Next Rocket

Next Rocket

The Next is arguable the most popular 16″ bike in the US.  Often found for $50, parents often see the bike as a deal and purchase it without second thought.  While any bike is better than no bike, almost any bike is better than the Next Rocket. Too short, too tall and just poorly designed, the Rocket is hard to ride, difficult to maneuver and as a result, has turned many kids off of biking all together.  Then again, there are many kids who have mastered the Rocket, but when given a chance to ride a properly designed bike, they instantly ride faster, smoother and with a lot more confidence.

TykesBykes Sprinter Geometry

The main issue with the Rocket is its geometry.  Compare to other 16″ bikes, the frame of the Rocket is considerably shorter. A shorter wheelbase negatively impacts handling as well as the ability to balance on the bike. In addition to being too short, the bike is also too tall.  With a tall minimum seat height of 22.5″ and with riser handlebars, the Rocket forces its rider to sit high up on the frame in an upright position, which greatly increases the overall center of gravity of the rider.  As a result, over the years we have used the Rocket as a “bad” example when reviewing other 16″ bikes.  The difference is the Rocket’s geometry can clearly be seen by the position of the rider on the bike as well as side-by-side comparisons.

Next Rocket ($50) vs. RoyalBaby Freestyle ($86), Diamondback Mini Viper ($110), Torker Throttle ($187)

In addition to having a much shorter wheelbase, the handlebars on the Next are angled back towards the rider, bringing their hands closer to their body, which makes the bike harder to maneuver. All four of these bikes have coaster brakes and weigh between 19 and 21 lbs., so the main difference is their geometry.

Torker-Diamondback-Royalbaby comparison

When viewed side-by-side, the shorter wheelbase of the Next, is clearly evident.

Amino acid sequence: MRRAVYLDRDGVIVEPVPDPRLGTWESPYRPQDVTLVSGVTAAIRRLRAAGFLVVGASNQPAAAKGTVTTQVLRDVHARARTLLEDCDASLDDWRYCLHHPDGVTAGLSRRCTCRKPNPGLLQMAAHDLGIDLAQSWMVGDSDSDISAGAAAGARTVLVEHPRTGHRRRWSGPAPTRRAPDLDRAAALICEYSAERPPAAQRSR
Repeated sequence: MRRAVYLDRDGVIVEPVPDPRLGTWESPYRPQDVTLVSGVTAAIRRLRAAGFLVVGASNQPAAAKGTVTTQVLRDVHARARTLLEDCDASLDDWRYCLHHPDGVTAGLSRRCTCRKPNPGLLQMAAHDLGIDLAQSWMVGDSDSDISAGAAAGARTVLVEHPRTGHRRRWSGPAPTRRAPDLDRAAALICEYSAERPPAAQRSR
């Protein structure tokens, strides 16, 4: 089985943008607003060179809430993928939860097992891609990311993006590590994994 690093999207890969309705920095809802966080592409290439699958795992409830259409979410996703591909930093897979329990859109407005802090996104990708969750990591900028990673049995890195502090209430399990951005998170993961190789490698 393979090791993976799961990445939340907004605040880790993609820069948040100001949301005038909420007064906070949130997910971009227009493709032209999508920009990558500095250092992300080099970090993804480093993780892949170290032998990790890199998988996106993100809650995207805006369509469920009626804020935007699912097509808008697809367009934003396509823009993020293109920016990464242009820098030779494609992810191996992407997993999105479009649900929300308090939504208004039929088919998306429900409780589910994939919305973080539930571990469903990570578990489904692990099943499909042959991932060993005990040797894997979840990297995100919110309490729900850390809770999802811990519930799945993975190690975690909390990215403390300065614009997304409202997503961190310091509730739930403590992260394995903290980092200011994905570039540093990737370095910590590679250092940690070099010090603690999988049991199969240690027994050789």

Torker Throttle vs Next Rocket

Royalbaby BMX Freestyle vs Next Rocket

Next Rocket vs. TykesBykes Sprinter ($259) and Islabikes CNOC 14 ($309)

Compared to higher-end bikes, the differences go beyond geometry to components and overall build.  Pricier bikes are generally lighter with alloy frames instead of steel, have hand brakes, some do not have coaster brakes (generally a good thing) and they are also built with threadless headset (generally more durable and stable).

TykesBykes Sprinter 4yo


The Next Rocket comes in just shy of 19 lb.  While not significant lighter than other 16″ bikes, it’s lack of features (no hand brake, threaded headset), plus the fact that it is a lot shorter than any other 16″ bike, is indicative of just how heavy the frame is.

Priority Weight

Next in Action

As mentioned before, many kids have successfully learned to ride on the Next, but when given the chance on a better engineered bike, they generally always ride faster, smoother and for longer periods of time.

Bottom Line

Buy the best bike you can afford as any bike is better than no bike.  If you can only afford the Rocket, then go for it, but consider buying a higher-end bike used first.  If you have some wiggle room in your budget, go for the RoyalBaby for $87, the Diamondback Mini Viper for $100 or the Torker Throttle for $187.  For higher-end bikes, see our Pedal Bike Comparison Chart.